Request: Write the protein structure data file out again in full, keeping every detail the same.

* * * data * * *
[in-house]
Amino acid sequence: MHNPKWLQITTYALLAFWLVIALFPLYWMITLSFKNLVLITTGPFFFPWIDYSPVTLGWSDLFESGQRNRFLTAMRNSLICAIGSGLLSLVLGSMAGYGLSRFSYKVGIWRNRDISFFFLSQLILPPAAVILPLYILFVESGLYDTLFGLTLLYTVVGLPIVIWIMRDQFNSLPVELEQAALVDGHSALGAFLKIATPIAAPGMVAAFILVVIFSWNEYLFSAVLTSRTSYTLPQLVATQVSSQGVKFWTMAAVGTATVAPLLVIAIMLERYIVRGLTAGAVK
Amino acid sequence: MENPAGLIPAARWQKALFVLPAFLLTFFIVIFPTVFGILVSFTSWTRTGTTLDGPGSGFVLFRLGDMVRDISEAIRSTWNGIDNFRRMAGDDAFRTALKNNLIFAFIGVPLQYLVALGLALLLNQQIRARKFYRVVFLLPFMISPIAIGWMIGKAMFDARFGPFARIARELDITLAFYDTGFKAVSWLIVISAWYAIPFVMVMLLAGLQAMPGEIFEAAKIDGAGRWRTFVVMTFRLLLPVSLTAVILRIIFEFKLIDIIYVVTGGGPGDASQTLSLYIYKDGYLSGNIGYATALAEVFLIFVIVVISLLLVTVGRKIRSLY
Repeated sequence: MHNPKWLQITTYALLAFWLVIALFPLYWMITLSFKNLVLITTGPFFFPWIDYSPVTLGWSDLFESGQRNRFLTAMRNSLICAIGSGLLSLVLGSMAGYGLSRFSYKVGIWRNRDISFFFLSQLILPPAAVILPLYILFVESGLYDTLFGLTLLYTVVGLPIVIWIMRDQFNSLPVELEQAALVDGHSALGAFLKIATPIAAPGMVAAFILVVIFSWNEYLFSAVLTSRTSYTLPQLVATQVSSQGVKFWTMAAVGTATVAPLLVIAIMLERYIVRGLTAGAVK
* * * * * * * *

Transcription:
[in-house]
Amino acid sequence: MHNPKWLQITTYALLAFWLVIALFPLYWMITLSFKNLVLITTGPFFFPWIDYSPVTLGWSDLFESGQRNRFLTAMRNSLICAIGSGLLSLVLGSMAGYGLSRFSYKVGIWRNRDISFFFLSQLILPPAAVILPLYILFVESGLYDTLFGLTLLYTVVGLPIVIWIMRDQFNSLPVELEQAALVDGHSALGAFLKIATPIAAPGMVAAFILVVIFSWNEYLFSAVLTSRTSYTLPQLVATQVSSQGVKFWTMAAVGTATVAPLLVIAIMLERYIVRGLTAGAVK
Amino acid sequence: MENPAGLIPAARWQKALFVLPAFLLTFFIVIFPTVFGILVSFTSWTRTGTTLDGPGSGFVLFRLGDMVRDISEAIRSTWNGIDNFRRMAGDDAFRTALKNNLIFAFIGVPLQYLVALGLALLLNQQIRARKFYRVVFLLPFMISPIAIGWMIGKAMFDARFGPFARIARELDITLAFYDTGFKAVSWLIVISAWYAIPFVMVMLLAGLQAMPGEIFEAAKIDGAGRWRTFVVMTFRLLLPVSLTAVILRIIFEFKLIDIIYVVTGGGPGDASQTLSLYIYKDGYLSGNIGYATALAEVFLIFVIVVISLLLVTVGRKIRSLY
Repeated sequence: MHNPKWLQITTYALLAFWLVIALFPLYWMITLSFKNLVLITTGPFFFPWIDYSPVTLGWSDLFESGQRNRFLTAMRNSLICAIGSGLLSLVLGSMAGYGLSRFSYKVGIWRNRDISFFFLSQLILPPAAVILPLYILFVESGLYDTLFGLTLLYTVVGLPIVIWIMRDQFNSLPVELEQAALVDGHSALGAFLKIATPIAAPGMVAAFILVVIFSWNEYLFSAVLTSRTSYTLPQLVATQVSSQGVKFWTMAAVGTATVAPLLVIAIMLERYIVRGLTAGAVK